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From: "Michael Fitzgerald" <firstname.lastname@example.org>
> Fair enough. I don't really smell conspiracy here. I hope that it will not
> be technically or politically impossible for vendors to use RELAX NG
> provided that RELAX NG does the right thing wrt type assignment.
Ah, but there's the rub. Is type assignment indeed the right thing?*
And if/where it is, should it be in used by augmenting the infoset (TAI) or
by inferring types onto a query?
It is supposed to be for efficiency (among other things). But look at
some applications that need efficiency, such as SVG. An optimised
SVG application would presumably store its data in a native data structure that
reflect the actual datatypes used by SVG, rather than necessarily the ones
provided by XQuery.**
Lets say we have XML documents that been validated by schema language(s)
that do not do type assignment or create any type-augmented infoset.
If we look at the uses cases for XQuery , it is hard to find any use cases
could not be expressed by dynamic typing (casts). Such as
[date(end_date) >= date("1999-03-01") and date(end_date) <= date("1999-03-31")]
[end_date >= date("1999-03-01") and end_date <= date("1999-03-31")]
in example 188.8.131.52 Q8
The type-augmented infoset (TAI) is just one approach: it is not efficient enough to
fit well with specialist datatypes, and may be heavyweight for simple
processing of XML, especially since a user can add their own casts, to
make their assumptions explicit as above. It is great if XQuery will have
a conformance level that does not require a TAI but can just use casts.
One spanner in the works is equivalence classes: if a document uses extends a
schema by declaring some equivalent elements, then a Query using the TAI and written
against the base schema may still work. (Of course, this is nothing that cannot be done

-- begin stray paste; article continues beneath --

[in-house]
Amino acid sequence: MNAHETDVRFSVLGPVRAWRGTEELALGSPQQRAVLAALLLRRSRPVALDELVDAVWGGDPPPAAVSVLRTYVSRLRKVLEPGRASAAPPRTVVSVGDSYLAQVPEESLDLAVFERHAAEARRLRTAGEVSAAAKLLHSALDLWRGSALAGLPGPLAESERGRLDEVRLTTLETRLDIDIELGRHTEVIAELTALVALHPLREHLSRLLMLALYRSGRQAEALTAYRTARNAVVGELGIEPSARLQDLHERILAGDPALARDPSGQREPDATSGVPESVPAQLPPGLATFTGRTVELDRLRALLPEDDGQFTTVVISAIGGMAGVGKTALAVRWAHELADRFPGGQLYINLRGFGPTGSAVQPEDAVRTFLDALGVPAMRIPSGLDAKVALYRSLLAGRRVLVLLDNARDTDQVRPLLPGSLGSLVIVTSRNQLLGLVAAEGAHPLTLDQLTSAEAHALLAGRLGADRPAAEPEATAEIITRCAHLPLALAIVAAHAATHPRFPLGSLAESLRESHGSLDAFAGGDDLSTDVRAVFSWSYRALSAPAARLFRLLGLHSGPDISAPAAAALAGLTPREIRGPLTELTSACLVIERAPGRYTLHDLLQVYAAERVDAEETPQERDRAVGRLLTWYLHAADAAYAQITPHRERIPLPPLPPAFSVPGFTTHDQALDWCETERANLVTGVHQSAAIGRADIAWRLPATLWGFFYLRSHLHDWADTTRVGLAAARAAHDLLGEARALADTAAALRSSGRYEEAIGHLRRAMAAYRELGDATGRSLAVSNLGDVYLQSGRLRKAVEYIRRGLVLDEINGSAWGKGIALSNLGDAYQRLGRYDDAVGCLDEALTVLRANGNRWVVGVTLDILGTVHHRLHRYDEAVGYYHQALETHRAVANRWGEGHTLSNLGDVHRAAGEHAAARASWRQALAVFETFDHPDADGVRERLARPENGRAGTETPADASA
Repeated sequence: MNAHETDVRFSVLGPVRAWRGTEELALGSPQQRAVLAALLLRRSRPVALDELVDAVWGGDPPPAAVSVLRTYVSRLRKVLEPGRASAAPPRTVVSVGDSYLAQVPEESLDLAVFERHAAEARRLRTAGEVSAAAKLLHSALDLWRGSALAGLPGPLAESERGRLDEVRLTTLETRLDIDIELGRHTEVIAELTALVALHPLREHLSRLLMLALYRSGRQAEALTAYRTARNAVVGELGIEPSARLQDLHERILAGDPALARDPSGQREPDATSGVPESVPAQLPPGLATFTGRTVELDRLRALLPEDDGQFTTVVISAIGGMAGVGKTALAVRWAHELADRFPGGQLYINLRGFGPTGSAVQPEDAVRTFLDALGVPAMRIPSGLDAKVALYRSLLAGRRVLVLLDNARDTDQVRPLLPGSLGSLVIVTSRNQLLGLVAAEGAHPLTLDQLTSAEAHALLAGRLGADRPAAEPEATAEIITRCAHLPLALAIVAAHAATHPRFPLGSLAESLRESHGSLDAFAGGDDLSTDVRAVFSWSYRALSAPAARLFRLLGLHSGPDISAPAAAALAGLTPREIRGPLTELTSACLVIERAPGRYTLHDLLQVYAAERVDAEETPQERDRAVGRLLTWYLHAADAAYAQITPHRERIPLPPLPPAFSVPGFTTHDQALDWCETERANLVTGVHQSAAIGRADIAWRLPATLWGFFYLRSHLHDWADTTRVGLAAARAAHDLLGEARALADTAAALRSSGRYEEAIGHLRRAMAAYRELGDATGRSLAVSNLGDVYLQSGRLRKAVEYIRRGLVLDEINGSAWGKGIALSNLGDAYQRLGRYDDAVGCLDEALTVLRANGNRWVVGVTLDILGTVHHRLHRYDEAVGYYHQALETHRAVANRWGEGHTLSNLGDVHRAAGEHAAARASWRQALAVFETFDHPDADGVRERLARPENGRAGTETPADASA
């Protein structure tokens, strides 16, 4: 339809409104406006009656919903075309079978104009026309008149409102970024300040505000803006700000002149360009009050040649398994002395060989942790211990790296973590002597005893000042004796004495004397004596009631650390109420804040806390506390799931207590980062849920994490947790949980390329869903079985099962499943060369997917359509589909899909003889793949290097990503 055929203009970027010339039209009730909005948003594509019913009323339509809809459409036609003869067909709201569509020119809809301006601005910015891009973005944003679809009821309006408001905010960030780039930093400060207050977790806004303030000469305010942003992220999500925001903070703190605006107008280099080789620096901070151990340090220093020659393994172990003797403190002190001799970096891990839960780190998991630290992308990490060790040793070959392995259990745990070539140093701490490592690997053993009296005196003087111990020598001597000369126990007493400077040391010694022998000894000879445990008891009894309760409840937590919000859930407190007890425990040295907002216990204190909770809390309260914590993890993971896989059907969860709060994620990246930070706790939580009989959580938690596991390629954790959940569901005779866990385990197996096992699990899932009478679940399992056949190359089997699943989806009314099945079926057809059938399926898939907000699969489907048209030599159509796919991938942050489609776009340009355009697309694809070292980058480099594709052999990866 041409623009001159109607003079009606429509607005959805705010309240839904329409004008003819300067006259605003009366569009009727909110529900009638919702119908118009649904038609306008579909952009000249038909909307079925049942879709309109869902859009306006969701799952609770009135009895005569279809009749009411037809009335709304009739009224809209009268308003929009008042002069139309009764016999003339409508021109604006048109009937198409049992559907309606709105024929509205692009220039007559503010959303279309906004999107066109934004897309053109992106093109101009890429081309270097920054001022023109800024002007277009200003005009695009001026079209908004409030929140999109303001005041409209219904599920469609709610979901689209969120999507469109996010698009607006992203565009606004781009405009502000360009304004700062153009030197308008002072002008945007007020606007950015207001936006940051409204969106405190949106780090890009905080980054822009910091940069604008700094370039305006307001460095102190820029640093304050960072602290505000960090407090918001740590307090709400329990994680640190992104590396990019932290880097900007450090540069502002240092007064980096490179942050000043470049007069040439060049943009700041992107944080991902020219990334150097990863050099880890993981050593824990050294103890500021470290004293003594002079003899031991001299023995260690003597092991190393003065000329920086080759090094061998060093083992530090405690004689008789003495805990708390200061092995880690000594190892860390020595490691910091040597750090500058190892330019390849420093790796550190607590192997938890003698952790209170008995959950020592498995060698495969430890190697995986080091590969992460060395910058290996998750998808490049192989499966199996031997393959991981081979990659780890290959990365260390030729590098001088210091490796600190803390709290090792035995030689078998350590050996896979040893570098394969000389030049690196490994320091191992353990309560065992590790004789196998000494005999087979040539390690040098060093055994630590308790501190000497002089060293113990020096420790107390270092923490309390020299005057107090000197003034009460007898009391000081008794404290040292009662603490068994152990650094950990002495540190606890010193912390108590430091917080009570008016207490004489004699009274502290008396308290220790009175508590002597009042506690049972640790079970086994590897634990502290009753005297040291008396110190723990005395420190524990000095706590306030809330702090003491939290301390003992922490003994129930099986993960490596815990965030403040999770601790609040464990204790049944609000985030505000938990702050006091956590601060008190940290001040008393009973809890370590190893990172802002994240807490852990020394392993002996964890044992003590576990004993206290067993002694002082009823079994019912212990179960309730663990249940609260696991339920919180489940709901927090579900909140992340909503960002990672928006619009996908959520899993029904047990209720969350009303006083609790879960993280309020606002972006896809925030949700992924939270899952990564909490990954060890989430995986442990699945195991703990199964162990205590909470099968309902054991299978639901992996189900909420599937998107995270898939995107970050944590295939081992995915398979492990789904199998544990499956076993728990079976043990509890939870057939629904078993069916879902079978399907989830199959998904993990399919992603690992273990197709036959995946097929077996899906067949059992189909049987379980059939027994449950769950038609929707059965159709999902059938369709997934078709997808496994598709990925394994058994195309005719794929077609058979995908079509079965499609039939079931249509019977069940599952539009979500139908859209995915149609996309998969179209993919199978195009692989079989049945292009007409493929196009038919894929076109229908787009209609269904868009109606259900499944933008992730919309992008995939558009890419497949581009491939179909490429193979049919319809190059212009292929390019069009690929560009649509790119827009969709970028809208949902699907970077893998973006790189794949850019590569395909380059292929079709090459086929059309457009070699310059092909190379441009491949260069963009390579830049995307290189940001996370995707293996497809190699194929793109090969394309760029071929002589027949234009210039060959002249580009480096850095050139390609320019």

using architectural forms processing too, more cumbersomely.) I am hard-pressed
to think of another place where a TAI is actually required (I would not be surprised
if there are others), but it are equivalence classes really so wonderful that they
justify unambiguous type assignment in other schema languages? (And if the
other schema language does not support an equivalent of substitution classes,
they provide no justification at all!)
If we look at RELAX NG, we see that it allows ambiguity. But is this enough
to prevent validation of queries, or even infering the types in a query? I don't
really think so, because query code can be made to sort out the ambiguity.
It just makes the query a little more complicated, but someone who makes
an ambiguous content model where this kind of problem might arise would
be asking for trouble.***
Another objection is that users can derive their own datatypes. But, obviously
for a valid document a query can be made in terms of the built-in base
type. So I don't see why (except for fallback) user-derived datatypes
offer any (non-performance-related) reason why a TAI must be used.
So is type assignment the right thing? No, it is *a* right thing which allows
some kinds of efficiency, integrity-checking and tool-integration. But not
having to schema-process the document nor require a TAI may be more
efficient for other uses.
> Even if XQuery (and XSLT2/XPath2) accept PSVI constructed by means other
> than W3C Schema as input documents, the drafts currently have strong
> bias towards W3C Schema in that the validate expression requires (at my
> reading at least) a W3C schema and similarly the types statically known
> to the query are specified by schema import which again has to be
> W3C schema, I think.
So a profile of XQuery that used type inferencing or casts rather than
a TAI should not provide data() and validate(). Or, better, allow other
schema languages. For example, does their validate() allow embedded
validation languages such as Schematron? If so, is there any
real difference between allowing a Schematron schema directly
and allowing it embedded in a dummy XML Schema carrier that allows
any types anywhere?
* Please no tedious flames quoting Richard Gabriel
** Please no tedious flames if this is wrong in some case: the key word
*** I may be getting over my head here: I am thinking of a RELAX NG
grammar which allows ( E?, E?) where the first E has an attribute A
allowing integers "1"|"2"|"3" and the second E has an attribute A
that allows token values "1"|"X"|"Y" and the instance just has <E A="1"/>.
In that case, the query has to decide the policy to use. No big fuss, since
it is silly thing to do, and seems hardly a showstopper against RELAX NG.